Increased Temps = Time For A Cabinet Cooler

This past Monday, we kicked off the start to the new Spring season, which means warmer temperatures are in the forecast. Here in Cincinnati, we are expecting temps in the low 40’s up to the high 60’s. We’ve written a couple blogs in the past few weeks about the changes in temps and weather and the proverbial “spring cleaning” and the use of our Vacuum Systems for industrial cleanup.

Another area of concern relating to the increased temps is the overheating and contamination of electrical control panels in industrial environments. As the temperatures go up, many companies are looking for a fast solution and will open the doors on the panel and use a fan to blow air across the sensitive controls. While this method does provide some cooling and seems like a quick fix, you are also introducing dirty, potentially humid air into the enclosure which can result in failures and lost production.  Not to mention, this is an OSHA violation which can lead to potential injury to operators  and/or costly fines.

What seems like a simple fix is actually a BAD idea!

EXAIR’s Cabinet Coolers are a reliable, maintenance free way to keep electrical enclosures cool, dry and clean. The Cabinet Coolers are compressed air operated, with cooling capacities ranging from 275 Btu/hr. up to our largest Dual System of 5,600 Btu/hr. The units discharge the cold air into the cabinet at a slight positive pressure which expels the hot, dirty air, leaving only the cool, clean, dry air from the system. Systems are available for continuous operation, maintaining a 45% relative humidity on a completely sealed cabinet, ensuring no condensation develops inside the cabinet. Our Thermostat Controlled Systems are available in 120VAC, 240VAC or 24VDC, providing a more economical operation by only using compressed air when needed to reach the desired temperature set point. Our thermostats are preset at the factory to 95°F but are adjustable to meet your specific temperature requirement.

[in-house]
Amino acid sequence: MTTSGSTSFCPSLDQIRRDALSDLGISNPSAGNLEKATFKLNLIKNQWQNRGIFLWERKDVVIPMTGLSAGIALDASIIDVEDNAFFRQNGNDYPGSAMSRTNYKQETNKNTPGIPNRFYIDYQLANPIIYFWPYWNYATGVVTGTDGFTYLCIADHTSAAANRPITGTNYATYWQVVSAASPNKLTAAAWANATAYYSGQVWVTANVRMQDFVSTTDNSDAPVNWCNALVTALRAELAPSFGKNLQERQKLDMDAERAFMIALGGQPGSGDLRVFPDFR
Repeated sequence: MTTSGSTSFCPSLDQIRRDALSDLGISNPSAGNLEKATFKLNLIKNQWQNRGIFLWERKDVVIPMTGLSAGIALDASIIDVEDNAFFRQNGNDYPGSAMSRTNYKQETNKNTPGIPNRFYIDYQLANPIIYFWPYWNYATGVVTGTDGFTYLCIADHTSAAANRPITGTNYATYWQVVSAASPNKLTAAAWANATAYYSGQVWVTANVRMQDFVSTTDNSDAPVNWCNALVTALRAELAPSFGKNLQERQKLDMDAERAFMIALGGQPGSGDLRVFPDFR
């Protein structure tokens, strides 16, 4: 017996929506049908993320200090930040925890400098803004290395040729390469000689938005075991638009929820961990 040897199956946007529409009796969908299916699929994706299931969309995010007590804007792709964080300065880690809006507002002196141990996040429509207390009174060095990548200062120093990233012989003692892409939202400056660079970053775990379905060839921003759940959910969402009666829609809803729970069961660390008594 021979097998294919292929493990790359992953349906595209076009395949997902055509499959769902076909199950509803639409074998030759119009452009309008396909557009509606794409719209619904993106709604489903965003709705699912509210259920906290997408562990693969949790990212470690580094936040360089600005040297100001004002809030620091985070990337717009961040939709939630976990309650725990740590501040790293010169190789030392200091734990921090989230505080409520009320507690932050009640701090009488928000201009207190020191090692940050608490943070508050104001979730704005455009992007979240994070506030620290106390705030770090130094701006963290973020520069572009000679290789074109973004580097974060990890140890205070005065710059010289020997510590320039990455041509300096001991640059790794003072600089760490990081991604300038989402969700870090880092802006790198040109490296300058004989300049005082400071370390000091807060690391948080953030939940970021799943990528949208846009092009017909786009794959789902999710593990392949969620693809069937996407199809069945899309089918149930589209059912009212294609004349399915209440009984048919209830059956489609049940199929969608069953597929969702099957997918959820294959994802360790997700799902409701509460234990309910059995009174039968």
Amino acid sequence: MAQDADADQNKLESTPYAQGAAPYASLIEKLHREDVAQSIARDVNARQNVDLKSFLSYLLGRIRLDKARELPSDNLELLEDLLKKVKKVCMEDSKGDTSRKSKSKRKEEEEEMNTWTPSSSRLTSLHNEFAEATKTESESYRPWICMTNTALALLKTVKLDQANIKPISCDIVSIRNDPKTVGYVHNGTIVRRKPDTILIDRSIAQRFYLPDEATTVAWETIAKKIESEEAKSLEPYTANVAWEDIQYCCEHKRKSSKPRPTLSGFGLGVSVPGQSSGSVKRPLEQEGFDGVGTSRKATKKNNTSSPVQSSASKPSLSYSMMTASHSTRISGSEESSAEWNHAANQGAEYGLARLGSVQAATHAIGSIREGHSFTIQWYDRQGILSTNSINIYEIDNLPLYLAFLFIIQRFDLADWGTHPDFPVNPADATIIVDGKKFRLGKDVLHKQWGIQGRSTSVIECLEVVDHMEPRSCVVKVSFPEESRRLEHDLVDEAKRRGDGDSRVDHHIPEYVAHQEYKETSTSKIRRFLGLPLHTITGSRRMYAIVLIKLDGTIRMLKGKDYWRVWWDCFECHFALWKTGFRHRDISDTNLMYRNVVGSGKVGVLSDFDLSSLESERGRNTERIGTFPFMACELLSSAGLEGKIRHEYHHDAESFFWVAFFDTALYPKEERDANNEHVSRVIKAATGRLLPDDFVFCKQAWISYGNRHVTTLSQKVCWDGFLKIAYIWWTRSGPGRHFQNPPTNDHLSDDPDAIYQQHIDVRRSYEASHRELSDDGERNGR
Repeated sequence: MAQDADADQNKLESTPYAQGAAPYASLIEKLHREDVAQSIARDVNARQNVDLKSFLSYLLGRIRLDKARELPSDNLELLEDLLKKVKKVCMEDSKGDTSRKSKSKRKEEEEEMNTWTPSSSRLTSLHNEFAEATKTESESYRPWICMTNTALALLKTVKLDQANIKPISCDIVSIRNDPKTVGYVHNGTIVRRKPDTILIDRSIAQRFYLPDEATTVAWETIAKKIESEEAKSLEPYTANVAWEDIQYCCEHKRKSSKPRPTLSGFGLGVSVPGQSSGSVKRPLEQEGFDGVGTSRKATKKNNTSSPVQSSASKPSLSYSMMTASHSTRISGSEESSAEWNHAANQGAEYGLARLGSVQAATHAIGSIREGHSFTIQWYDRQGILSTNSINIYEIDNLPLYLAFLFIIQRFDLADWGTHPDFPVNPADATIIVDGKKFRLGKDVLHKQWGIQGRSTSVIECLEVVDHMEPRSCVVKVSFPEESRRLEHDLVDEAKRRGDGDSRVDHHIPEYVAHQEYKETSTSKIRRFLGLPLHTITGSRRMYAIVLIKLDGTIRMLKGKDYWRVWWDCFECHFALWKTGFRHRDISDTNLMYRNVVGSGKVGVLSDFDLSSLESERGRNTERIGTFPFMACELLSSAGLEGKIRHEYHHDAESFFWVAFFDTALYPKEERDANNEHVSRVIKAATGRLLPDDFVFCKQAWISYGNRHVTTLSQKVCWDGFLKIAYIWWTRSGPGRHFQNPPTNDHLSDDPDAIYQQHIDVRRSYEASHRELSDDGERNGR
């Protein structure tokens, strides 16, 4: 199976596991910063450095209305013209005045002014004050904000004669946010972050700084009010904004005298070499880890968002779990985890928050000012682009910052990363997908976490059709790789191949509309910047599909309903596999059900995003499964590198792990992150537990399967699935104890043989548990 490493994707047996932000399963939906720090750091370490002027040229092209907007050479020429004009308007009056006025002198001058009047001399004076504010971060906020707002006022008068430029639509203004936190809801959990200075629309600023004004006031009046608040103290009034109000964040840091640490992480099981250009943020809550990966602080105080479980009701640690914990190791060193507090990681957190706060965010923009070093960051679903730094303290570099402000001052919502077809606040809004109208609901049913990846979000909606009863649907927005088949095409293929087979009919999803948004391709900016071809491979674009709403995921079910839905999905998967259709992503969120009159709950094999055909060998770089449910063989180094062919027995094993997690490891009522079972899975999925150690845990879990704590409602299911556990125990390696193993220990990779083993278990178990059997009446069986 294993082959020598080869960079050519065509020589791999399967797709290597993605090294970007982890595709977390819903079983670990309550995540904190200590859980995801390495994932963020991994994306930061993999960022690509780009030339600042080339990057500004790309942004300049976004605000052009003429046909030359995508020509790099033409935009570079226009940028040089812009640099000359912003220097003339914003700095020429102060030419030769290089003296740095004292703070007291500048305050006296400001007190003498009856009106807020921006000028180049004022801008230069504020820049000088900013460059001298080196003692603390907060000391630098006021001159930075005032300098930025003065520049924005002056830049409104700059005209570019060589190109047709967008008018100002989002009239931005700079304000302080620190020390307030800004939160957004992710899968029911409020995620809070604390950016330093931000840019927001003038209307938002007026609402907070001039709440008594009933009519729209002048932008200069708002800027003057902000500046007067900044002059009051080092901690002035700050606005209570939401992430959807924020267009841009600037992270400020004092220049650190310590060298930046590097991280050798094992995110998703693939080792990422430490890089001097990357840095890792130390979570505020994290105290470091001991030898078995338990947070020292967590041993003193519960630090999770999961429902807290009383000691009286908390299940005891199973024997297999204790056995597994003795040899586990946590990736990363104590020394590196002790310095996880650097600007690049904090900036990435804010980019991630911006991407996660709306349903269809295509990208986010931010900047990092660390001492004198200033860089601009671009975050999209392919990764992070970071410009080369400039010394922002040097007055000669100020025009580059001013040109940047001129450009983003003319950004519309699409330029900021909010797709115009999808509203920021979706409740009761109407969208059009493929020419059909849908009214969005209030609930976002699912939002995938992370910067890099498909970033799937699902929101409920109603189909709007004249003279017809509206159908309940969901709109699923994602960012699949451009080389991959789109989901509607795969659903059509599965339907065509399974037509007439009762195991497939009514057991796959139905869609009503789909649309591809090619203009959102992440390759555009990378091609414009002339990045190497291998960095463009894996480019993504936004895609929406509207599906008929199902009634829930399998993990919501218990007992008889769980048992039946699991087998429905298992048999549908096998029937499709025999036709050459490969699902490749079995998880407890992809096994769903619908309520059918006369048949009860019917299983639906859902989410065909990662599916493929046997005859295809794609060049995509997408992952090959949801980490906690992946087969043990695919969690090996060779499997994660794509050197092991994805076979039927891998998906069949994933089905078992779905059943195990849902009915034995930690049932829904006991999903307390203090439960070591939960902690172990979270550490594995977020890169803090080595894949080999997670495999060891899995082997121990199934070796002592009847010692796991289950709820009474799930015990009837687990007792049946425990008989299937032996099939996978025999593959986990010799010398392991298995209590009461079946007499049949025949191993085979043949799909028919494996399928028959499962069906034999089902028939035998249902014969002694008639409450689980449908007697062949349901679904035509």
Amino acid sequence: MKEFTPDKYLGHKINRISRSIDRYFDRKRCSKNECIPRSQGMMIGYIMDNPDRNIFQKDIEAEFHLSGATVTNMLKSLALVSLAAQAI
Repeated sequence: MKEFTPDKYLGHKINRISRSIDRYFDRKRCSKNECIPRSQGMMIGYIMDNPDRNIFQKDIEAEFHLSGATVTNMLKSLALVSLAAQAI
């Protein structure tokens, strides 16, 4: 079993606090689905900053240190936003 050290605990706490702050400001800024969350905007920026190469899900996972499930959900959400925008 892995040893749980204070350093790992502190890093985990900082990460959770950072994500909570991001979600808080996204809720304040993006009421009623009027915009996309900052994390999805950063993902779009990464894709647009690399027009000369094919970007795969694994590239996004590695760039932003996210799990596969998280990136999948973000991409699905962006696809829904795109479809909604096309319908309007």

How the EXAIR Cabinet Cooler System Works

In order to properly recommend a unit, we need to know the internal heat load of the cabinet or watt loss of the controls inside. We realize this information is sometimes not readily available, so to help simplify the process, we have a Sizing Guide available, which provides the pertinent information requited to calculate the current load. Of course, you can always give us a call and an application engineer can help you over the phone as well.

Cabinet Cooler Sizing Guide

 

Justin Nicholl
Application Engineer
justinnicholl@exair.com
@EXAIR_JN

Not a Fan of Fans Because Rising Air Temp Will Kill Your Electronics

Using a fan is a popular method for machine builders to provide cooling for an electrical enclosure.  The electrical panel stays cool for machine acceptance at the factory, and possibly for even the first 6-8 months of operation and then one day, there is a problem, and the machine shuts down due to an over heated component within the panel. This leads to opening up the panel, possibly placing an external fan, and operation of the machine in an unsafe condition, to meet the daily production needs.  What has led to this situation?  Summertime!

To better understand the situation, let’s review the heat formula.  The total heat content of air consists of the sensible and latent heat factors. Latent heat is the heat that is required to change the state of a material, say from liquid to solid.  Water to ice is an easy way to understand this type of heat.  When heat is removed from water at 32°F it turns to ice at 32°F.  There is no temperature change, but heat has been removed. Sensible heat is dry heat, it is a result in change of temperature, but not change in state or moisture.  For fan cooling, the air and moisture only change temperature and not state, we can focus on the sensible heat portion.

In English units:  Q = Cp x ρ x q x ΔT x 60 min/hr

And for air:

Q –  is the sensible heat flow in BTU/hr

Cp – is the specific heat in BTU/lb °F – 0.2388 BTU/lb °F

ρ – is the air density at standard conditions – 0.075 lb/ft3

q – is measured air flow in ft3/min – CFM

ΔT – is the temperature difference in °F – Final Air Temperature – Starting Air Temperature

Plugging in the constant values, gives us:

Q = 1.0746 x CFM x ΔT

It is common to chart the above formula for various ΔT values, plotting Q vs. CFM values on a dual logarithmic scale, as shown below-

BTU-CFMGraph4

As an example, for an internal heat load of 1300 BTU/hr, to ensure that the temperature rise (from ambient) in the cabinet does not exceed 20°F, 60.5 CFM of air flow is required (the red line above).  A fan with this CFM rating is specified and installed in the panel.

This works  when the ambient temperature is a comfortable 75°F, in a climate controlled factory, or the cooler months of the year.  The problem occurs when the ambient temperature increases to 95°, 100°, or even 105°F,  not uncommon in the summer, and in plants that create large amount of heat, like metal production, and near boiler systems and furnaces.  Under these conditions, the fan will still maintain the 20°F difference, but the internal temperature of the cabinet will rise to 115°-125°F, temperatures where electrical components start to fail or shut down.  The solution to this issue?  Lower the Starting Air Temperature.